The still very young reincarnation of the Zimbabwean dollar which was introduced back in 2019 has had a rough ride since its reintroduction. This year has been especially tougher on the young currency with the shedding value against the preferred USD at an unprecedented rate. When the year began shops were using a rate of around $210 ZWL per 1 USD when setting their prices but now they are using a rate of $1000 ZWLper 1 USD and we can prove it based on the latest results of our usual price surveys.
In our latest survey, we noticed the following prices in all the three big supermarkets i.e. Pick N’ Pay, Food World and OK as well as in other shops including the famous Mahommed Mussa wholesaler:
- A pack of 4 (Petal) tissues was selling for $1 300 ZWL compared to about US$1.30 in the tuckshops that exclusively sell in USD.
- Red Seal Roller Meal was selling for an average of $4 800 ZWL per 10kg sack compared to US$4.80 to $5.00 in the tuckshops.
- A crate of 30 eggs is being sold for around $3 500 ZWL and $4 200 ZWL in supermarkets and US$2.80 and US$3.80
- Commercial beef is being sold at around $4 500 ZWL per kg and US$4.50 per kg
- Boom washing powder was selling for $3 800 ZWL for a 2kg pack which is selling for US$3.70 in tuckshops
- Boom thick bleach is selling for $1 800 ZWL in Food World and Trade Centre and about US$1.80 at Tsiga grounds
- A pack of “Jiggies” is selling for about $ 1 200 ZWL in supermarkets and US$1.20 at Mbare Musika retail stalls
- A 500g package of dried beans is selling for $605 ZWL and US$0.50 respectively.
- It’s the same with chicken cuts which are selling for around $3 800ZWL and US$3.80 in other butcheries
We could give you more and more evidence like this but the picture is pretty clear. Shops are now using a rate of $1 000 ZWL as to 1 USD at the very least. It seems some shops are using a rate that might be above this. It is always hard to tell what exact rate shops are using because they tend to have more overhead expenses compared to tuckshops and Facebook Market sellers. However, in this case, it is pretty clear that the rate has at the very least reached the dreaded 1 000 ZWL mark.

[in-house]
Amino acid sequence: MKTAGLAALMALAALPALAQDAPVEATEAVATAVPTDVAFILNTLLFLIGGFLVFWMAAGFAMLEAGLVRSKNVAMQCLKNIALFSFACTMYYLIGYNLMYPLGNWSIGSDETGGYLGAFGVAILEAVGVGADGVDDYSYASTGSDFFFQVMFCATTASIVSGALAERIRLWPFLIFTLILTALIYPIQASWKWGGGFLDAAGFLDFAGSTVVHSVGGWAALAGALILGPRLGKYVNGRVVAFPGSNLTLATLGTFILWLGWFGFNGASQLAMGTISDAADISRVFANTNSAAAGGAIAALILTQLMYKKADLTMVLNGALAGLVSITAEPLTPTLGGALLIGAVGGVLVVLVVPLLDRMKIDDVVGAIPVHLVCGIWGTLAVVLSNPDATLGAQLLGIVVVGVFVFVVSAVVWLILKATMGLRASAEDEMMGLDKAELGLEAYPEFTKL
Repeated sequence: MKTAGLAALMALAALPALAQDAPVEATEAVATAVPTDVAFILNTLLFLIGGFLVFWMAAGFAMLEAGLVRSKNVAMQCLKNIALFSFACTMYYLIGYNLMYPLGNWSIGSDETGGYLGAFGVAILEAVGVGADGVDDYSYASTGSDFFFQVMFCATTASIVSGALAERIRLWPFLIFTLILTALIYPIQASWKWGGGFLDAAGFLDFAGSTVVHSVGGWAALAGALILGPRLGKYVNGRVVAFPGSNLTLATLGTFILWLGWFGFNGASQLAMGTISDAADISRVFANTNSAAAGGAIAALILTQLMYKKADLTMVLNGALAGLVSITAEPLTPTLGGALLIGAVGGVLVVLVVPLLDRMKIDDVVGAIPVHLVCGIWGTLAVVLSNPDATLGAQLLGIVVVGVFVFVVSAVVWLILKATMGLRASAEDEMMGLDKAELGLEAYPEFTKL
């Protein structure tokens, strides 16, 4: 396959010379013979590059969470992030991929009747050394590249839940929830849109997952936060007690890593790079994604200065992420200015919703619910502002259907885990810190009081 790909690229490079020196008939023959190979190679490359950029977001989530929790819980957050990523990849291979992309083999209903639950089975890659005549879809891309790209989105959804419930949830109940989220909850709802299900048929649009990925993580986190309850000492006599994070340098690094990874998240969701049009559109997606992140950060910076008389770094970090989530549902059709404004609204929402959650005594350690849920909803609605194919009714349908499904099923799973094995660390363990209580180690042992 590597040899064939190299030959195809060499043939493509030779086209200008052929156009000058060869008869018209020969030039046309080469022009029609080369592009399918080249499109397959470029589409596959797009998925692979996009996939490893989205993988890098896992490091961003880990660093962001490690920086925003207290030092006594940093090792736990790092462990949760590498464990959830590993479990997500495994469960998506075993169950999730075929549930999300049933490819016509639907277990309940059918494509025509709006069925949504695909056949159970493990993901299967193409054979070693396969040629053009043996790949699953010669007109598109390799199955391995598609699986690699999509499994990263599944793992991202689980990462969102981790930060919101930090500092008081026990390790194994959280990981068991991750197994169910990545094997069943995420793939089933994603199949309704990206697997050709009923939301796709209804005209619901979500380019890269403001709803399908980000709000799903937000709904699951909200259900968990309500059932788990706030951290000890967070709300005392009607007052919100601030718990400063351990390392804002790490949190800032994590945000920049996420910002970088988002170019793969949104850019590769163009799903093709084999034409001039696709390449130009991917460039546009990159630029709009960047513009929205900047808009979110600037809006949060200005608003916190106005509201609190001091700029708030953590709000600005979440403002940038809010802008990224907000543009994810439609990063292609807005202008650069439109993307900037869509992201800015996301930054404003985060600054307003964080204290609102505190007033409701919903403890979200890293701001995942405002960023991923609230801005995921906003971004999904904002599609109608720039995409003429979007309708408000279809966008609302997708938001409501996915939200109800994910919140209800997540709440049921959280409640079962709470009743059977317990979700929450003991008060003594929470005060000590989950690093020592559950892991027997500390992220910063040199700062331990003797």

Why you are not getting this rate on the streets?
Whenever we publish our rate page we get a lot of people calling us all sorts of names. They feel like we are manipulating the rate even though we clearly state that we do not publish black market rates. We publish rates that shops use to set their prices because we are called Zimpricecheck for a reason. More often than not there is a difference between what you can get when you sell your USD on the streets and what shops us. Generally, there are several types of unofficial rates:
- The buying rate which is the rate that the black market on the streets is willing to pay you. This is often lower than the rates shops are using.
- The asking rate-this is the rate you pay when you buy foreign currency on the black market. This is often higher than the buying rate.
- The difference between the two rates is known as the spread. This is how the black market dealers make some of their money.
- Shops tend to use a rate that is closer than the asking rate or even higher because they have to buy foreign currency from these dealers too.
- Sometimes shops even charge a higher rate because they are using what is known as a forward rate. They is a time lag between when they make a ZWL sale and when they get to change the money from ZWL to USD on the black market. To shield themselves from possible rate hikes they use a rate that is much higher than even the asking rate. They figure that once the time they need to make conversion arrives the rate would be closer to what they forecasted. Today that rate is roughly around $1 000 ZWL while the actual asking rate is around $950 ZWL.
A self-fulling prophecy
Such rate movements and predictions tend to be self-fulfilling prophecies. Everyone is trying to shield themselves from future rate increases so they start using that rate of $1 000 ZWL and just like that it becomes the new asking rate. Shops have to come up with a new rate to protect themselves so they end up settling for say $1 200 ZWL and everyone follows suit. That is speculative behaviour that the government is always castigating and blaming for causing rate spikes. The truth is the government is partly right. Another cause is money printing which often comes in the form of government contracts in Zimbabwe.